As the largest painting I have ever created, Serendipity is beyond dramatic. With the inclusion of more types of naturally sourced pigment than any other of my works, this large original has an incredible energy and soul. At its heart is a vast amount of texture created by using soil taken from the root ball of a freshly fallen oak tree, (predicted to be hundreds of years old.) The intense blacks that draw you further into the piece are charcoals taken from wild fire pits, whereas the browns and dense patches are thanks to Mountain earth, taken from the Munro Ben Lawers, as well as Welsh peaks Glyder Fawr and Y Garn - weather worn soil from over 3000ft, and English Peaks Catstycam and Helvellyn.
Adding sections of ochre is the Pen Y Fan river red clay, which needs no help in producing it's stunning colour. Upon closer inspection, the sands from the Gower Peninsula are evident and are mixed with an incandescent paint to give it an incredible silvery sheen.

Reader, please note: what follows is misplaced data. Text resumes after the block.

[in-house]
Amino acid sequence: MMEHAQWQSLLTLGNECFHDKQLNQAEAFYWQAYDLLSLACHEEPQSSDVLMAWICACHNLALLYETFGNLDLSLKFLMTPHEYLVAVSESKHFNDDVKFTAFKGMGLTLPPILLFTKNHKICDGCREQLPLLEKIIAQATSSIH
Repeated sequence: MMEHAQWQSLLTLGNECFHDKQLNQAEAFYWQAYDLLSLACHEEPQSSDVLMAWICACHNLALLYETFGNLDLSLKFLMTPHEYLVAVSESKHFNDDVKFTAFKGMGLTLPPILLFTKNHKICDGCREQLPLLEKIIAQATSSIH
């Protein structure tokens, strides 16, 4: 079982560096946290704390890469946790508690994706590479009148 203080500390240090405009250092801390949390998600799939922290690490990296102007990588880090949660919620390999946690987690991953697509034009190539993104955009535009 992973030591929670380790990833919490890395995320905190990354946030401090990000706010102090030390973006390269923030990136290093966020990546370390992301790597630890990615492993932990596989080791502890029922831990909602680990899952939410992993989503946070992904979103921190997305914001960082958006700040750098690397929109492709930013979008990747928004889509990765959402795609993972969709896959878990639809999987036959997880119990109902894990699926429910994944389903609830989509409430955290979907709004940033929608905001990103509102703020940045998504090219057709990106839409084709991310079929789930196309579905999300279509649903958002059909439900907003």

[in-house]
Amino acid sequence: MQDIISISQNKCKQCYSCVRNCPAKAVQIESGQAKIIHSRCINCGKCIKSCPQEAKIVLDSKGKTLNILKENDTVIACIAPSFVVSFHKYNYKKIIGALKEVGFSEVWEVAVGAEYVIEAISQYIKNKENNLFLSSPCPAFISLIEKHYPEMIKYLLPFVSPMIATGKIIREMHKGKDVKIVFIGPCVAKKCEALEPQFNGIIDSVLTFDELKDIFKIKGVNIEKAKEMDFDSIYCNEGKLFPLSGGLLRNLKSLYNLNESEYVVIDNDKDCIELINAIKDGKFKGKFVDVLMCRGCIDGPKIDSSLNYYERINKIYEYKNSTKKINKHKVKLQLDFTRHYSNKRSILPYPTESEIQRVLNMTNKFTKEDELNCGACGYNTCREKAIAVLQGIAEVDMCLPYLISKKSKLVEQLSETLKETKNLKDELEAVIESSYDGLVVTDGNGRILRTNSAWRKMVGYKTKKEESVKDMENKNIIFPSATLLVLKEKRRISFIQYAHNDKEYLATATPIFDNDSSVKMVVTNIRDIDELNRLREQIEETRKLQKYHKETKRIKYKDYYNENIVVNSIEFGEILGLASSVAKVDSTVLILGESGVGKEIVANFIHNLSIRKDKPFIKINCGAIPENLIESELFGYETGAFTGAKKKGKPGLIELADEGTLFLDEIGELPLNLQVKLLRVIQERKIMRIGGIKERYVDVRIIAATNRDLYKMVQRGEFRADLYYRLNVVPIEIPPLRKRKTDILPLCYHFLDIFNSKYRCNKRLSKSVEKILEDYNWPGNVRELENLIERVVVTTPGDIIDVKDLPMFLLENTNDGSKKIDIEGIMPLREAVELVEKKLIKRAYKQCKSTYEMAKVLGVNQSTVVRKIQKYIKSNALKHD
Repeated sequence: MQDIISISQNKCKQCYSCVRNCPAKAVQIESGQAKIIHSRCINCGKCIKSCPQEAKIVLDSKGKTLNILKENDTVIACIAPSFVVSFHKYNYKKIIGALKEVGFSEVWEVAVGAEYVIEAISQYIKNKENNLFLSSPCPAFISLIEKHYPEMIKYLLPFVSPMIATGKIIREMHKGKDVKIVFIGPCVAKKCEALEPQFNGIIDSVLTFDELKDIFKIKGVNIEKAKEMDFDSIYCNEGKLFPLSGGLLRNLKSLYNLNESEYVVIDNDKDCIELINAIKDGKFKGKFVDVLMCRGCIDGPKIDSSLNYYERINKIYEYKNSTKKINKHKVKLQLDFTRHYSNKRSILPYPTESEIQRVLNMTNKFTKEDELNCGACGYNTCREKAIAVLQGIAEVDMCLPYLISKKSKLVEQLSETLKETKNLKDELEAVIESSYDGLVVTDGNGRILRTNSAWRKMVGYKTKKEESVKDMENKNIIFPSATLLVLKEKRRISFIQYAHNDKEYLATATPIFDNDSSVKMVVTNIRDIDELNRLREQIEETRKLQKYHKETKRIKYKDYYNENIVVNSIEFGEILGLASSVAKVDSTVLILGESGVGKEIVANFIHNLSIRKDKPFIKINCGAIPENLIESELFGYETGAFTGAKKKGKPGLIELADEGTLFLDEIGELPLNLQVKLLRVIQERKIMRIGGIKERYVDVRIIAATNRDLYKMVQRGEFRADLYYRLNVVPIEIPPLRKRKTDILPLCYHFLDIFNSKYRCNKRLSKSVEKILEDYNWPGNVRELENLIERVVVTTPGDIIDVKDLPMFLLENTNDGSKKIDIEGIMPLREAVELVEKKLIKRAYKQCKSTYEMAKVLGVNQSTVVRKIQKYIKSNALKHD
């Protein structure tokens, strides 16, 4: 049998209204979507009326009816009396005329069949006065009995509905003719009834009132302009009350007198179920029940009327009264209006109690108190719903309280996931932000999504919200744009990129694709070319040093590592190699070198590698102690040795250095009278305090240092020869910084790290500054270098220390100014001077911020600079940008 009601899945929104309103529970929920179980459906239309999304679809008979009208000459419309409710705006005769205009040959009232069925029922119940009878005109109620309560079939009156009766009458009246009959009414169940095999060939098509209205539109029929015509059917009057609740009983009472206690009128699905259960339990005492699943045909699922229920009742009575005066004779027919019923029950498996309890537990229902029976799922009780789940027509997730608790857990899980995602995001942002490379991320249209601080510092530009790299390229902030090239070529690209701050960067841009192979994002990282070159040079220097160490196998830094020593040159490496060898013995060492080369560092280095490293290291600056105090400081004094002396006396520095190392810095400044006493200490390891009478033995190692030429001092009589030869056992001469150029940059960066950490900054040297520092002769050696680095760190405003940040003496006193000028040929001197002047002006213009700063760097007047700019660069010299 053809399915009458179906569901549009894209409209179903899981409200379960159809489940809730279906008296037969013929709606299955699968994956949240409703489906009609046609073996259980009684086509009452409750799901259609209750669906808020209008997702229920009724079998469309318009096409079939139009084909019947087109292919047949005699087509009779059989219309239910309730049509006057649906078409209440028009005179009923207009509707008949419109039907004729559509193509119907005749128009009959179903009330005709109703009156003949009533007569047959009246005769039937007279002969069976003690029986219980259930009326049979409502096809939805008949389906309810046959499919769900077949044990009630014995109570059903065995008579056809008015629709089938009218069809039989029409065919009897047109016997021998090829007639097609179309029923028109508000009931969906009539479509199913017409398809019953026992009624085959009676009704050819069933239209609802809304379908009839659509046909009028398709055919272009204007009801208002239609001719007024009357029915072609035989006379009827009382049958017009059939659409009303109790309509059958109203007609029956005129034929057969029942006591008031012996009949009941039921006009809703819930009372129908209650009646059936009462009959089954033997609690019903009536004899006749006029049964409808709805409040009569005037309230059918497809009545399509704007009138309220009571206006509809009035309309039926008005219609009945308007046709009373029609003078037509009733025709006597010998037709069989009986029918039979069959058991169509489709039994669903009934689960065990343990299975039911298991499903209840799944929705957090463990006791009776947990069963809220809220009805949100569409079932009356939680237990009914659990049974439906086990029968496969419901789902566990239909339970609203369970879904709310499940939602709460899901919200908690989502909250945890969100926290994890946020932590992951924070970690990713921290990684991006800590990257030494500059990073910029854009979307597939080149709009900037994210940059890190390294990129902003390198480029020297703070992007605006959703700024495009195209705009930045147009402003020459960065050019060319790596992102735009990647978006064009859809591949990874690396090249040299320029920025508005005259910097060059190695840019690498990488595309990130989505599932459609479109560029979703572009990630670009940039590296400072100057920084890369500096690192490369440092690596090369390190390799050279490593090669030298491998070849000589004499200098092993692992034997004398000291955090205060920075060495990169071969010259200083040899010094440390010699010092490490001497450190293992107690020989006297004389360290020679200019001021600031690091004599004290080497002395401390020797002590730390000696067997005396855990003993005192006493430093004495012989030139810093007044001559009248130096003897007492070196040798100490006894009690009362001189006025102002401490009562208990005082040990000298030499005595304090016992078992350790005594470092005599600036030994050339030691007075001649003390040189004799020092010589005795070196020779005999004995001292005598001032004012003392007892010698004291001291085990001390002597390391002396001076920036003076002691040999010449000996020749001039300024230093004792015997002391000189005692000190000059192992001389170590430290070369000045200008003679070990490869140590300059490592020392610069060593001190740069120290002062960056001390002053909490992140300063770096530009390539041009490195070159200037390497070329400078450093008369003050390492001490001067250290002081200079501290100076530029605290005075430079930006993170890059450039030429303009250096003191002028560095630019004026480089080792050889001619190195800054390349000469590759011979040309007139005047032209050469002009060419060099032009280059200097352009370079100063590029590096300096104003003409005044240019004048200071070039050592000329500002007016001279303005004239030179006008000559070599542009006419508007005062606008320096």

Flowing across the paint is roughly ground wood, taken from a fallen tree in a nearby ancient forest, alongside sage that I've personally used to smudge and clean the canvas with before use.
I have spent many hours sat in the presence of Serendipity, watching it's natural pigment separate and fall, flow and move across the canvas like a living creature. The life of the paint has me hypnotised. Each pigment is dried over weeks before being ground, sieved and eventually made into paint. This pigment has been mixed with rain water that I've melted from its icy state and that's sat outside in bowls under the moon for a month.
Finishing Serendipity is a dense vein of 22 carat gold.
(Though painted in Portrait orientation, this piece can be hung as landscape upon request! I simply string the frame lengthways)